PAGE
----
Like Julia Roberts, Myra Gale Brown donned unconventional attire for her Dec. 12, 1957, wedding to her second cousin, rock star Jerry Lee Lewis, then 22, in a chapel in Hernando, Miss. Myra, who was just 13, kept on the shirtwaist dress she wore to her eighth-grade class that morning. “I was a typical 13-year-old—bubble gum, poodle skirt, ponytail,” recalls Myra, now 51 and a successful Atlanta real estate agent. (She is remarried to real estate agent Richard Williams.) “I adored him. He drove me to school if I missed the bus.” Months later, the news of the marriage—and Lewis’s failure to divorce his second wife, Jane Mitcham—created a massive scandal. “He has basically been a marrying fool,” notes music writer and critic Nick Tosches. “So in a way, he was answering to some sense of morality.” Lewis, who lives near Memphis with sixth wife Kerrie McCarver, still smarts at the memory. “It hurt me bad,” he recently said of his marriage to Myra. “It’s very stupid for a person to flush $50 billion down the commode, which is probably what I did.” Still, says Myra, “we fought the world off together, and those things don’t get buried. Those are memories worth keeping.”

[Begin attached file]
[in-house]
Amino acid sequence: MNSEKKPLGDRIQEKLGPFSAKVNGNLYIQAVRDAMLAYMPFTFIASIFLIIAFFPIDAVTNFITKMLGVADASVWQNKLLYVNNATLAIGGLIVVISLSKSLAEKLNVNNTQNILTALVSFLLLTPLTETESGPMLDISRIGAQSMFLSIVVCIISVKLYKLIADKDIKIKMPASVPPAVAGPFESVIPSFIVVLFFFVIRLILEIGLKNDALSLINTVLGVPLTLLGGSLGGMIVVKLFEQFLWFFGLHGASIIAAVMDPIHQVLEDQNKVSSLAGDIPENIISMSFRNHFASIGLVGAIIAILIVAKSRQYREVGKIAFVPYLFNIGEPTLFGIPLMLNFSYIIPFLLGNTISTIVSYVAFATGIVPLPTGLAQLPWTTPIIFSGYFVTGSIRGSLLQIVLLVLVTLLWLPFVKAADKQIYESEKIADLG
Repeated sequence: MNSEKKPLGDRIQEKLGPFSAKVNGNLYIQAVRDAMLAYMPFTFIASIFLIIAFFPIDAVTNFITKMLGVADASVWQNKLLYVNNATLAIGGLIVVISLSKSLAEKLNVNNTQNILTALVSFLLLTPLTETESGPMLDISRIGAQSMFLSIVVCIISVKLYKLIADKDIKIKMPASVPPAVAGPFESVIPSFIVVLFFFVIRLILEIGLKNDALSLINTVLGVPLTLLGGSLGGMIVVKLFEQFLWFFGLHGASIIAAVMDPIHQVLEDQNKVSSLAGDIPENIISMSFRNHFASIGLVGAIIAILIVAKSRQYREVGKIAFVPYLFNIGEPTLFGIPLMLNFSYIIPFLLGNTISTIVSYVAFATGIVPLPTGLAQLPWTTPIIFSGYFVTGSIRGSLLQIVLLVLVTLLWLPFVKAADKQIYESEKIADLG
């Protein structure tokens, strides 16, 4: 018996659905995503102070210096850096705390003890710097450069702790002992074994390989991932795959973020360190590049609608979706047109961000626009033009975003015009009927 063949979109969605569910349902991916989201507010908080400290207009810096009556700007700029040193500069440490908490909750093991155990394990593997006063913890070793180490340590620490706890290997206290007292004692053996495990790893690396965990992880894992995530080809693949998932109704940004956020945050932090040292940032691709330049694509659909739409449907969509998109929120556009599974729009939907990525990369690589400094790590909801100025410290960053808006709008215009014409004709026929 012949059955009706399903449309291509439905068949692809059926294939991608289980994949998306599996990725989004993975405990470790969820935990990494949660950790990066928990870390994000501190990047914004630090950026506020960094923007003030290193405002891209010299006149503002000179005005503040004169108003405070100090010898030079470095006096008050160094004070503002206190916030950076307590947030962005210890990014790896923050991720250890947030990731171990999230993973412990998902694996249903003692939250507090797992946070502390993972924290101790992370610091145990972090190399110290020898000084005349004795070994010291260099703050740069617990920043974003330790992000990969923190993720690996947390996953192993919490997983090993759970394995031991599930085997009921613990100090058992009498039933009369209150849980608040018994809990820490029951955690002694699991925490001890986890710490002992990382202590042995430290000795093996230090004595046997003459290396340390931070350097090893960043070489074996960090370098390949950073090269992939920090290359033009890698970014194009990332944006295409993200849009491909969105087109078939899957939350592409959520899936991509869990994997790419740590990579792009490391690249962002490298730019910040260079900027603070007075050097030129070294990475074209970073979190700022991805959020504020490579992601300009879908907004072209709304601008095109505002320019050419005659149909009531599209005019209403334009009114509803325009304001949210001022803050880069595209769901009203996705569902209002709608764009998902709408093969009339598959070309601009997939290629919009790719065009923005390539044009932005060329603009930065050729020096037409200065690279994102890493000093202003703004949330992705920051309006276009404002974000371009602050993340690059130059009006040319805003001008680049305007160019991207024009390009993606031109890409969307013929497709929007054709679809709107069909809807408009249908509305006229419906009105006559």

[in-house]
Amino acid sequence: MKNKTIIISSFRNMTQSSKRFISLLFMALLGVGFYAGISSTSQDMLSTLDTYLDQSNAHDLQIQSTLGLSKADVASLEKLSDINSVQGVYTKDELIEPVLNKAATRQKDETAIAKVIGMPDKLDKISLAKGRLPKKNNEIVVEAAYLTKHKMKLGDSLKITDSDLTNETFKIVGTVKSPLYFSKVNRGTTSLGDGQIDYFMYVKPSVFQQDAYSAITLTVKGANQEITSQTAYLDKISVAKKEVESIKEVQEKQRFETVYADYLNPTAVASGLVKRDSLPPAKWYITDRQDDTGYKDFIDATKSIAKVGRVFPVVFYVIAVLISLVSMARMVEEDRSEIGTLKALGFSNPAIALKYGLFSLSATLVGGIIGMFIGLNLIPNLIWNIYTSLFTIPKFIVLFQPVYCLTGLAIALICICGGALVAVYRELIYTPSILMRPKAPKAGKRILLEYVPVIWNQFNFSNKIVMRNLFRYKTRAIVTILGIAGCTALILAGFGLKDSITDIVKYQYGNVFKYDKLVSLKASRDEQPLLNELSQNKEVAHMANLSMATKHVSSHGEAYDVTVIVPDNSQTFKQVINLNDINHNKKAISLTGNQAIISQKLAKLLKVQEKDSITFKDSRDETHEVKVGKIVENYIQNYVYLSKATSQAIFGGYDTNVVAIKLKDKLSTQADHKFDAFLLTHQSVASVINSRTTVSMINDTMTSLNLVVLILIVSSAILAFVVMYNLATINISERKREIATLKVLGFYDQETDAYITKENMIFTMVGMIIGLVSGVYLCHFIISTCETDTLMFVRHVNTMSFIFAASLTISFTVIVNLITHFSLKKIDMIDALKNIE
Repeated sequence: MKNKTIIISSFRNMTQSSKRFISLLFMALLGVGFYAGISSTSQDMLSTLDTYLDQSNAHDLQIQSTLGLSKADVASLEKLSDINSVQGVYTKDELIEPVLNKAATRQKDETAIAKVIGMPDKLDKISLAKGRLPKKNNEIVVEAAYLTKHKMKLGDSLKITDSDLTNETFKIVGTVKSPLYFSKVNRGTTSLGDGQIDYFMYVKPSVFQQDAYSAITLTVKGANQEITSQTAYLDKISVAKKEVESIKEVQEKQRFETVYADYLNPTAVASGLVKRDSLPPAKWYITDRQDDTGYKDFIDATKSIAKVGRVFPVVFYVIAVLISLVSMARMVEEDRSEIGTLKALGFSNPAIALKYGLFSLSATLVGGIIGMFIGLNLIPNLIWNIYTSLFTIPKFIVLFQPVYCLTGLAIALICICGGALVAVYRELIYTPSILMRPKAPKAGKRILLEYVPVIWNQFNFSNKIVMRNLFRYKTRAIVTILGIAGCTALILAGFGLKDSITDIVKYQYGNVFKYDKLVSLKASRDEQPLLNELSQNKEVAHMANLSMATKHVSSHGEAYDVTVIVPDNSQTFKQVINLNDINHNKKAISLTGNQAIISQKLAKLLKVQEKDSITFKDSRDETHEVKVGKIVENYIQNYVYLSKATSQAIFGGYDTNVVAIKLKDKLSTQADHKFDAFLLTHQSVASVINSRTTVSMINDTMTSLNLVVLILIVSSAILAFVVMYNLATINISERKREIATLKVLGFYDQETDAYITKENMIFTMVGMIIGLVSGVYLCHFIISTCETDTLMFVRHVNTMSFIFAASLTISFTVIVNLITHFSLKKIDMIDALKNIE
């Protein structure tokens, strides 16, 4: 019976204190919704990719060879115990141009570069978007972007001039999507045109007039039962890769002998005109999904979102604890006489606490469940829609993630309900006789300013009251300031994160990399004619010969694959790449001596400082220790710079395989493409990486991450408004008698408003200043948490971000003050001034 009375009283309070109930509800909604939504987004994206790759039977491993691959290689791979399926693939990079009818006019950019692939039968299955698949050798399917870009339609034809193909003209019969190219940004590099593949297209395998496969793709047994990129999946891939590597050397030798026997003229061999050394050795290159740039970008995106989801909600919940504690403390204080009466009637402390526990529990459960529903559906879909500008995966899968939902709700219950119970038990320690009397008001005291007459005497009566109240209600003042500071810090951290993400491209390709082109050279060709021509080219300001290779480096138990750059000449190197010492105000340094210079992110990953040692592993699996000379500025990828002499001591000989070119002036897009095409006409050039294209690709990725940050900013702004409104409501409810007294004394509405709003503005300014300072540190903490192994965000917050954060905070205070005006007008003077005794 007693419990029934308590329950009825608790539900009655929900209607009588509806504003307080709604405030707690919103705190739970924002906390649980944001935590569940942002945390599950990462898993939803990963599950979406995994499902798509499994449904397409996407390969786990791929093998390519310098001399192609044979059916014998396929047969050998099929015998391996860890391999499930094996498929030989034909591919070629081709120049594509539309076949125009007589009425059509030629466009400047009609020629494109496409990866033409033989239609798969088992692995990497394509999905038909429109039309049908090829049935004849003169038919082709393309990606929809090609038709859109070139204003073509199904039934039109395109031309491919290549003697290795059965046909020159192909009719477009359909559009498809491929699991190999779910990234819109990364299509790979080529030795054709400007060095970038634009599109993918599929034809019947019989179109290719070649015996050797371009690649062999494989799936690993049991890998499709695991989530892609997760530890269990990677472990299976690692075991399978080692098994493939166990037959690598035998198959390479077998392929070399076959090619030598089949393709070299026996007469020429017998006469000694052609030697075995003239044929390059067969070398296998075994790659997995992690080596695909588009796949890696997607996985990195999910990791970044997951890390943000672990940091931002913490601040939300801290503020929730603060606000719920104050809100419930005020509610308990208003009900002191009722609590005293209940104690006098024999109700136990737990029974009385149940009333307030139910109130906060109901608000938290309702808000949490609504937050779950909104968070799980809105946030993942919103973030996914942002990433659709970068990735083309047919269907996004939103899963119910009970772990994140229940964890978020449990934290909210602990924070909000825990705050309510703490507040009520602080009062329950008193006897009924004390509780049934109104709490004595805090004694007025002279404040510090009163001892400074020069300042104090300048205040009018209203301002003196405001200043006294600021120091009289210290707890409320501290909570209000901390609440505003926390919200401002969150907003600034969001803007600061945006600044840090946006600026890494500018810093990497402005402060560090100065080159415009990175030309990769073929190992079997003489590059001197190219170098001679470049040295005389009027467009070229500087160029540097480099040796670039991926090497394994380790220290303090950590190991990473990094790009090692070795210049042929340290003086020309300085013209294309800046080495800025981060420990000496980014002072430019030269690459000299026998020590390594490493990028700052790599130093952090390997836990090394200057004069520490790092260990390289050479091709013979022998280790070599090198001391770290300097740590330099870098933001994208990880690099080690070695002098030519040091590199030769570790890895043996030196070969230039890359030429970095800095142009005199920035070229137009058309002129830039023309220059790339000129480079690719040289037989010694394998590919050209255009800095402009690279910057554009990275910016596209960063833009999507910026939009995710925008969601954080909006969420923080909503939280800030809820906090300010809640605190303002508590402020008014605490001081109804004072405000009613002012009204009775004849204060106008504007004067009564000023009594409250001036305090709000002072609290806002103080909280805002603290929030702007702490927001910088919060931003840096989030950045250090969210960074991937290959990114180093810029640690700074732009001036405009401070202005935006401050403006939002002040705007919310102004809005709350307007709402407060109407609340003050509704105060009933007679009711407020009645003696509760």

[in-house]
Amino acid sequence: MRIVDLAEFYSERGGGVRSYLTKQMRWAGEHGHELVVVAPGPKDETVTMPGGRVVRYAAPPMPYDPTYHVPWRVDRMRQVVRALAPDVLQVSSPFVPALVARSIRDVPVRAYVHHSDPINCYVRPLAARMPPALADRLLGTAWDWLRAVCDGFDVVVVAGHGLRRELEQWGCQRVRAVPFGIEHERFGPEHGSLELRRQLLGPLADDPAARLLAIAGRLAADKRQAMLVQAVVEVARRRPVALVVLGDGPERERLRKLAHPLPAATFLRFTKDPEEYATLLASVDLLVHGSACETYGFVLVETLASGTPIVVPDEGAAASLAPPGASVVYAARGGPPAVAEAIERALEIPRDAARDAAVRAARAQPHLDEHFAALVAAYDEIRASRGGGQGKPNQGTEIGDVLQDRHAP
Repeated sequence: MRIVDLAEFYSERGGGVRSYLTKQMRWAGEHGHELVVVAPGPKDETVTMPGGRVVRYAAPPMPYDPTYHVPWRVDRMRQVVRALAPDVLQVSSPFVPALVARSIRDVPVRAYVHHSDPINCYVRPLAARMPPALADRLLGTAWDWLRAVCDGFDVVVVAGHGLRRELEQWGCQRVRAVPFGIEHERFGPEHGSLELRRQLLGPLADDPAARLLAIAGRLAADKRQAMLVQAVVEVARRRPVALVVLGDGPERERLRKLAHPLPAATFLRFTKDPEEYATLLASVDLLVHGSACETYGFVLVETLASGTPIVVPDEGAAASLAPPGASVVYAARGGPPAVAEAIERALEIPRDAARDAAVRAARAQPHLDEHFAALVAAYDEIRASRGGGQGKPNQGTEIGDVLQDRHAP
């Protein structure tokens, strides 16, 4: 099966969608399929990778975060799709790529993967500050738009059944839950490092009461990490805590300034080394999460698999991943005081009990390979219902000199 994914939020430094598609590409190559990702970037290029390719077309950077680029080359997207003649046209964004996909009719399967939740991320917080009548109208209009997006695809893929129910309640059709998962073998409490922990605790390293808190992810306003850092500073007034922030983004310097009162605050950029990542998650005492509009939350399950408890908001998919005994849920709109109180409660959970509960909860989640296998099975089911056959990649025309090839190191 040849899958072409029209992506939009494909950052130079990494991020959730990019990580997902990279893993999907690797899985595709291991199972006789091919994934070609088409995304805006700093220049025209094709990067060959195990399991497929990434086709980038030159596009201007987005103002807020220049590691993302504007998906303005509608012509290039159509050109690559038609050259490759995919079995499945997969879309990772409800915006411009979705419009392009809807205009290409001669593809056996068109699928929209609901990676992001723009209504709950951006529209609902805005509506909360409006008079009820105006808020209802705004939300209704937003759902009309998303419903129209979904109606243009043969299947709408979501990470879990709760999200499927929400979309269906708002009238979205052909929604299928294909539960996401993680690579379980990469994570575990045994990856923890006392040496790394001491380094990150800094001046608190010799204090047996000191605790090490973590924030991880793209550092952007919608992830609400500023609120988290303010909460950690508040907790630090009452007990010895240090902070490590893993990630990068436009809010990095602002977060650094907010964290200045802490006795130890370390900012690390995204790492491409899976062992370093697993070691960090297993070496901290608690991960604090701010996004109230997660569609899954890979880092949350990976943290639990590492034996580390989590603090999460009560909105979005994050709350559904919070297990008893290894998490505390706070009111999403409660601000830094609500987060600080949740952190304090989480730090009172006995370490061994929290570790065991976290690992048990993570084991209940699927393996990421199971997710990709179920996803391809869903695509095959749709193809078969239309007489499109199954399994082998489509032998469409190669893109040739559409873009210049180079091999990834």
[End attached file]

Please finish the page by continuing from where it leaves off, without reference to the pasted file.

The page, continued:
Other rockers have done the May-December gig too. At age 52 on June 2, 1989, Rolling Stones bassist Bill Wyman married 18-year-old model Mandy Smith. The couple had been dating since she was 13. As a divorced man, Wyman could not be married in church, so they exchanged vows in a Suffolk, England, registrar’s office; a ceremony to “bless” the union was later held at St. John’s Church in London. “I hope this works out,” said Wyman, who reportedly claimed to have bedded more than 1,000 women. “I tore up my address book.” They divorced some 17 months later, after which Wyman said that he began having sex with her at 14 and that she took birth control pills when she was 15.